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Swift Catches X-ray Activity at the
Galaxy's Center

A seven-year campaign to monitor the center of our galaxy with NASA's Swift spacecraft has provided astronomers with a unique bounty, more than doubling the number of bright X-ray flares observed from our galaxy's central black hole and leading to the discovery of a rare type of neutron star.

The innermost region of our galaxy lies 26,000 light-years away in the direction of the constellation Sagittarius. At the center of it all lurks Sgr A* (pronounced "saj a-star"), a behemoth black hole containing 4 million times the sun's mass.

Sgr A* regularly produces bright X-ray flares today, but astronomers know it was much more active in the past.

To better understand its long-term behavior, the Swift team began regular observations of the galactic center in February 2006. Every few days, the spacecraft turns toward the inmost galaxy and takes a 17-minute-long "snapshot" with its X-Ray Telescope (XRT).

Swift's XRT has now detected six bright flares, during which the black hole's X-ray emission brightened by up to 150 times for a couple of hours. These new detections, in addition to four found by other spacecraft, enabled astronomers to estimate that similar flares occur every five to 10 days.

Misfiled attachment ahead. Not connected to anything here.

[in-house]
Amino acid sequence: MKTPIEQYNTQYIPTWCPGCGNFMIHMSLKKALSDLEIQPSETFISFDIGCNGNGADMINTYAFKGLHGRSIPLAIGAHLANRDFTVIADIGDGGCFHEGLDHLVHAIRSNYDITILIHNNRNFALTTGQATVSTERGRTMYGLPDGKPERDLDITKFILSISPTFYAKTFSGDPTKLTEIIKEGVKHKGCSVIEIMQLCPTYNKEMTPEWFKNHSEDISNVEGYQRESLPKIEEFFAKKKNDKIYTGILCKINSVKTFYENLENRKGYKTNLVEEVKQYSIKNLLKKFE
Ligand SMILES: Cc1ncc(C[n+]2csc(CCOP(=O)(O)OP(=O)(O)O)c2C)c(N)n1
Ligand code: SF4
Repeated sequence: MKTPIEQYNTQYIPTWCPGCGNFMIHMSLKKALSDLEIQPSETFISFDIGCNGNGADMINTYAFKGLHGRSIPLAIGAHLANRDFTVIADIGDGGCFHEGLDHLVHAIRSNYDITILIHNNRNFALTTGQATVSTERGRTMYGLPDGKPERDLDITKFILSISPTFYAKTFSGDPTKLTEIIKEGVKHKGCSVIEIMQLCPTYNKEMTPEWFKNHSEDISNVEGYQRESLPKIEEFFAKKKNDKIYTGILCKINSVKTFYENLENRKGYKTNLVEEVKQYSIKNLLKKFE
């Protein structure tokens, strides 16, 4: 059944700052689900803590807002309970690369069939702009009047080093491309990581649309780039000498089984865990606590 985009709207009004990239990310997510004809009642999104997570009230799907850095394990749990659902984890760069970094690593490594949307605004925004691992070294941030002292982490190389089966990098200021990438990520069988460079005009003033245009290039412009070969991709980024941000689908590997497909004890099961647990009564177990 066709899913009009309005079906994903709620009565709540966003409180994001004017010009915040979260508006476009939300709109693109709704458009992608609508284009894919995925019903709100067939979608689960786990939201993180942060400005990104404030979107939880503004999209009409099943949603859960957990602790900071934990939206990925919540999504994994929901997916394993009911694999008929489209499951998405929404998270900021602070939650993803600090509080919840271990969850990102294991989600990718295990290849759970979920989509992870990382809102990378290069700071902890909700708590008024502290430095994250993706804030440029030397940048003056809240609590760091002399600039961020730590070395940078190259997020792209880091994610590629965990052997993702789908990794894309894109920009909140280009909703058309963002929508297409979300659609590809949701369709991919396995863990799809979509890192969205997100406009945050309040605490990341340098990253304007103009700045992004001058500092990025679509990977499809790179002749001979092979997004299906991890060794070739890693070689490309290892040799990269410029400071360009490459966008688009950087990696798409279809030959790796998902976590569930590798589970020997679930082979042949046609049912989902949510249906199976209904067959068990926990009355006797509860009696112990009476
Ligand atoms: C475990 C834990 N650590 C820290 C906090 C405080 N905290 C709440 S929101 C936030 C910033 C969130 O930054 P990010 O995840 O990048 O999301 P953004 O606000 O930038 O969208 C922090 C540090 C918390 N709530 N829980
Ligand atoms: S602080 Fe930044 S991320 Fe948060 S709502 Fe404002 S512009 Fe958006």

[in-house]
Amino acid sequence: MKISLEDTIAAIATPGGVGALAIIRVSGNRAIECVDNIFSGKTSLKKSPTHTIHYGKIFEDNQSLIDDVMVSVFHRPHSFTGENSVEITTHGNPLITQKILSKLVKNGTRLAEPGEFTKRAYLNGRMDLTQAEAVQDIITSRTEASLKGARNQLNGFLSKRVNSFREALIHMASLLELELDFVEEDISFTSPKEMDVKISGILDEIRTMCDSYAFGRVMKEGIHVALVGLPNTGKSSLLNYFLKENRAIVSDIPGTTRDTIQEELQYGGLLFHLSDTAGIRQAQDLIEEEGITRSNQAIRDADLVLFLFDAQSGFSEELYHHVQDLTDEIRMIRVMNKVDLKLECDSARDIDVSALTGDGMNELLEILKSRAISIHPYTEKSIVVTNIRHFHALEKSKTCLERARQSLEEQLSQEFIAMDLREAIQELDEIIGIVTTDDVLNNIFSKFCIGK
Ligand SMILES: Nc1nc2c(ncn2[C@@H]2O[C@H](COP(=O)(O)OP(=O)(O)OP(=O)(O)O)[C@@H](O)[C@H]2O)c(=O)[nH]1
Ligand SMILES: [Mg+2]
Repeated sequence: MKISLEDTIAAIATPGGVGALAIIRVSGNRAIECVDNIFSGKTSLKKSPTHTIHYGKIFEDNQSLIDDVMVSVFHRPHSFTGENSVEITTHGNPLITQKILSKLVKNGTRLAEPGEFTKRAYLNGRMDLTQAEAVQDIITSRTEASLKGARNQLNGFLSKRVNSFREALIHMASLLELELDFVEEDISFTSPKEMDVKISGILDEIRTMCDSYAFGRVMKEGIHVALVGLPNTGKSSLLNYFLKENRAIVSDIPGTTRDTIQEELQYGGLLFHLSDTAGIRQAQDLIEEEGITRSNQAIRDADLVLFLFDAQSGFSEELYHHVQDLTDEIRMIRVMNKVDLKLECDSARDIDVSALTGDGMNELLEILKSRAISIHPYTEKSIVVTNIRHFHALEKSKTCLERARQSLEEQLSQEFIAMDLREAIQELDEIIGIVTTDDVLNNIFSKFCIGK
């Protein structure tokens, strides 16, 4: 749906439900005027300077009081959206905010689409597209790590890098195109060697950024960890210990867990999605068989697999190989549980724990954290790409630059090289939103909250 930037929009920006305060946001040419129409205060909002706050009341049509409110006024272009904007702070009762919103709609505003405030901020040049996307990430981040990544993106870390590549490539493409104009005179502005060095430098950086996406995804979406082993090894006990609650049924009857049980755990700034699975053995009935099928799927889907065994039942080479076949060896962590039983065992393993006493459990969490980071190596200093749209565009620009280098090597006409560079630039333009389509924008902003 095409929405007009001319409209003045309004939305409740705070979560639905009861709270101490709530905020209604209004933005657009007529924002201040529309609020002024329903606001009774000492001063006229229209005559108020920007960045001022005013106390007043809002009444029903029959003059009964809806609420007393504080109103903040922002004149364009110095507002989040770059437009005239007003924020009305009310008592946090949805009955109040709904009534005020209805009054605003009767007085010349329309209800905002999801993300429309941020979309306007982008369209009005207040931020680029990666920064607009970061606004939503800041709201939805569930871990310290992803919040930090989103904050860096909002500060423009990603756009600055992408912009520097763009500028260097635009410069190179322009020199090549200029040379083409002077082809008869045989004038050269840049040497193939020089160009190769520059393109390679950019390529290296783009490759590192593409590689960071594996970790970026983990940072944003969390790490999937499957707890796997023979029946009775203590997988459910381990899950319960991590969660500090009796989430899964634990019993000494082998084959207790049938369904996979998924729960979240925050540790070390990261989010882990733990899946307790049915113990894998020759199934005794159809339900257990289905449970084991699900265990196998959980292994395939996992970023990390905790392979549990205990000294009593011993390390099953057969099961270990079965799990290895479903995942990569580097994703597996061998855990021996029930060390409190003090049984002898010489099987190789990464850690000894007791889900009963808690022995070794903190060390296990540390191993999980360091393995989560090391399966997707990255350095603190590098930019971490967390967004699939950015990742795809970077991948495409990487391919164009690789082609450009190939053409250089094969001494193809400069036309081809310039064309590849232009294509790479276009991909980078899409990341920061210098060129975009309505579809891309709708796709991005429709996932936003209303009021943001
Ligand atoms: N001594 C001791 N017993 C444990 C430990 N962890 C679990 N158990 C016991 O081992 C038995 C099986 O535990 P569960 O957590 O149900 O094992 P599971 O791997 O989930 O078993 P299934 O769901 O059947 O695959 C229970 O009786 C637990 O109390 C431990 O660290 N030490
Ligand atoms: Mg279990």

The Swift XRT team is on the lookout for the first sign that a small cold gas cloud named G2, which is swinging near Sgr A*, has begun emitting X-rays. This is expected to start sometime in spring 2014. The event will unfold for years and may fuel strong activity from the monster black hole.

The monitoring campaign has already yielded one important discovery: SGR J1745-29, an object called a magnetar. This subclass of neutron star has a magnetic field thousands of times stronger than normal; so far, only 26 magnetars are known. A magnetar orbiting Sgr A* may allow scientists to explore important properties of the black hole and test predictions of Einstein's theory of general relativity.

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More information on this topic available at:
http://www.nasa.gov/press/2014/january/nasas-swift-catches-x-ray-action-at-milky-ways-center/

This sequence from the X-ray Telescope on NASA's Swift mission shows changes in the central region of the Milky Way galaxy from 2006 through 2013. Watch for flares from binary systems containing a neutron star or black hole and the changing brightness of Sgr A* (center), the galaxy's monster black hole. Credit: NASA/Swift/N. Degenaar (Univ. of Michigan)    This sequence from the X-ray Telescope on NASA's Swift mission shows changes in the central region of the Milky Way galaxy from 2006 through 2013. Watch for flares from binary systems containing a neutron star or black hole and the changing brightness of Sgr A* (center), the galaxy's monster black hole.